So basic question, how does carwow work in Germany? James had kind of gone through the process of how it generates revenue, but can you tell us in case the folks that are listening right now didn't listen to James podcast, number one. Number two, and can you tell us if there's any differences between the German business and the UK business?

Philipp:
I mean, to the first question, we have pretty much a tradition, our traditional business, our new car marketplace, so users shopping for cars, either they know what they want, they come in, they configure a vehicle in order to get offers that they can compare and they get transparency on pricing. So what you said before we take this entire arbitrage out. At the moment, were you as a user, you have received all those offers, you have compared those offers, at the moment, you're contacting a dealer or a manufacturer, because we now have more in Europe, more manufacturers selling directly. At that moment, we are pretty much creating a lead to our partner. And that is what we monetize. So they pay us for their customer contacting them on a specific offer. That is the core business store on new cars. And then on top of that, what we have built and what I've built internationally for three countries is our car manufacturer advertising business where we started not putting bling bling ads on, right? But putting natively integrated, a retail media solution. So when you're shopping for a certain car, we can give you a very targeted ad from a competitor and say, hey have you also considered a Polestar when you're looking at a Tesla, right? And it doesn't feel like an ad because it is integrated into your journey and you then also cross shopping to that vehicle and they give you an opportunity, position your vehicle there. And that business has grown significantly and has become a huge growth and profitability driver for us. So that is the second big business that pretty much generates revenues for us. And that is it for Germany, I would say. In the UK, we are further ahead because we have two years ago acquired a company and started to sell my car or like the reverse auction so to say, users can sell their car to dealers and be auctioned out to dealers where we again do pretty much the same thing but the other way around where we say a user can sell their car online to a dealer, and we also launched used cars, and we absolutely have the same vision in Germany to launch it in future. But for the moment, it's just a matter of maturity, right? We are further ahead in the UK, we are approving our unit economics in the UK and whenever we have proven that, we take it to our global markets and roll it out there.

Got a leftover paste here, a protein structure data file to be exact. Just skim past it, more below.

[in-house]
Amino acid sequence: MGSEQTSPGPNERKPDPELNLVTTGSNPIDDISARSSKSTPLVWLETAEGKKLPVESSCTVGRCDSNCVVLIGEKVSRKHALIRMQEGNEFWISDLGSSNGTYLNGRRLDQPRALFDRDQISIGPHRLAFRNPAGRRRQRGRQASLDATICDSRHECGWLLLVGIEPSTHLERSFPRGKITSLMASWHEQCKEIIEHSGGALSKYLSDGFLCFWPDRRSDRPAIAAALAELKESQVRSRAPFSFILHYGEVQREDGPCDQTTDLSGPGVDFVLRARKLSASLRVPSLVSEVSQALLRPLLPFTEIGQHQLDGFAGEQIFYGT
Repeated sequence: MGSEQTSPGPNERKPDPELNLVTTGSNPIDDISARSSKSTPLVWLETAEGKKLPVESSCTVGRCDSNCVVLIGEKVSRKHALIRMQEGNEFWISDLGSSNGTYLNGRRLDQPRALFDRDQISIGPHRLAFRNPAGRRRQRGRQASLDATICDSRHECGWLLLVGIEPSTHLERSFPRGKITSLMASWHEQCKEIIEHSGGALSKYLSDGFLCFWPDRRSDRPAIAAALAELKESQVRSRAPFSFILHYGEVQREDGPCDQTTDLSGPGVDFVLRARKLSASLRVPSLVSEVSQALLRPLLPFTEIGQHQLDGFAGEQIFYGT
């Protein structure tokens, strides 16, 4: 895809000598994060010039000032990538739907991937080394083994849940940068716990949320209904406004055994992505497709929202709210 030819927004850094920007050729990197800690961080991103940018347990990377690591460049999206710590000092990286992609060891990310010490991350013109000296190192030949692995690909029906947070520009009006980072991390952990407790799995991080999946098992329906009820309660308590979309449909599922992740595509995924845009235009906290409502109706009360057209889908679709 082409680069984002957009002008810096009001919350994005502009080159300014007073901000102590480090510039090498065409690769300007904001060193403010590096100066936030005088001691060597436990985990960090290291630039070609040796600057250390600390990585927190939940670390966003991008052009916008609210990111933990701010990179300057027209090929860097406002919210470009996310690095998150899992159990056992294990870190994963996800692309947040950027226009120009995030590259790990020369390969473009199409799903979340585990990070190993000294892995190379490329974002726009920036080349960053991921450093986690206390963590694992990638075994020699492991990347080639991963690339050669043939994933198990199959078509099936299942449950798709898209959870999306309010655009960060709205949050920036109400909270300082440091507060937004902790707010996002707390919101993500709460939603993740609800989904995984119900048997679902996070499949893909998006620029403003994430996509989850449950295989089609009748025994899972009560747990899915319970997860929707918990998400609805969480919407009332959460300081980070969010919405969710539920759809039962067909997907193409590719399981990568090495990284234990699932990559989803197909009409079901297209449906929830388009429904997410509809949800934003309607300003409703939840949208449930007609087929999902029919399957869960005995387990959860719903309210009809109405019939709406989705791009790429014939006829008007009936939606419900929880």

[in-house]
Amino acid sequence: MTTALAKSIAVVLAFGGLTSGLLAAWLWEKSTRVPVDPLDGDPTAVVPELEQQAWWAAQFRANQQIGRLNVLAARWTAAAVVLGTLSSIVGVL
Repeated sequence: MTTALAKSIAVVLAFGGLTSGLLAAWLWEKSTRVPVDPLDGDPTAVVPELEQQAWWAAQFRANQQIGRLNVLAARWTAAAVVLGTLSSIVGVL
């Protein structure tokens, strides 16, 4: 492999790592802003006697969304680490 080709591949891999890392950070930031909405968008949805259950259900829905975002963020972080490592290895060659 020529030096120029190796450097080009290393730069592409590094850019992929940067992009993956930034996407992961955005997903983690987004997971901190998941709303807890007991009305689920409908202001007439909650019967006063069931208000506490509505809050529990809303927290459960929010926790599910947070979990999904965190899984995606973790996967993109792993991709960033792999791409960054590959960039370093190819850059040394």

Lei Xing:
Let's move away from carwow a little bit and talk about the buzz on the ground in Germany. And what is this current sentiment? Because recently there was this Economist article that Tu and I just shared. And the title was “What if Germany stopped making cars.” So I'm asking…

Tu Le:
Very provocative, very, I’ll send it to you Philipp if you don't have it yet, I'll send it to you.

Philipp:
I’ve not read it yet.

Tu Le:
I'll send it to you. 

Lei Xing:
So I’m wondering, tell us the buzz on the ground, especially leading up to IAA Mobility in Munich, the Chinese are, many Chinese, China EV Inc. is exhibiting. On the ground, is it this sentiment, is it one of uneasiness, is it one of worry, is it one of apprehension? What is it, like, tell us.

Tu Le:
Hold on, because I'm going to add on this, Philipp and see if you can remember my question and then answer Lei’s, because I want to understand when did the trend of EVs begin? Was it just 18 months ago? Was it 5 years ago? How has and this rolls into Lei’s question, the sentiment now that a dozen, 15, 16. Chinese EV brands have entered Germany.

Philipp:
That’s a very very good and very broad question. Oh my god, I don't know where to start. Let me go a little bit back, right? I did for me and I'm not representative, right? I did for the very first time as a consultant in 2008 worked with BMW on their crazy Project i right? Which became BMW i and they were actually leading. They were one of the first ones seeing besides Tesla, we need an EV. Then they completely gave it up a few years later, oh it's too expensive.

Tu Le:
That's a discussion topic for another time, because like you said, they were still leading.

Philipp: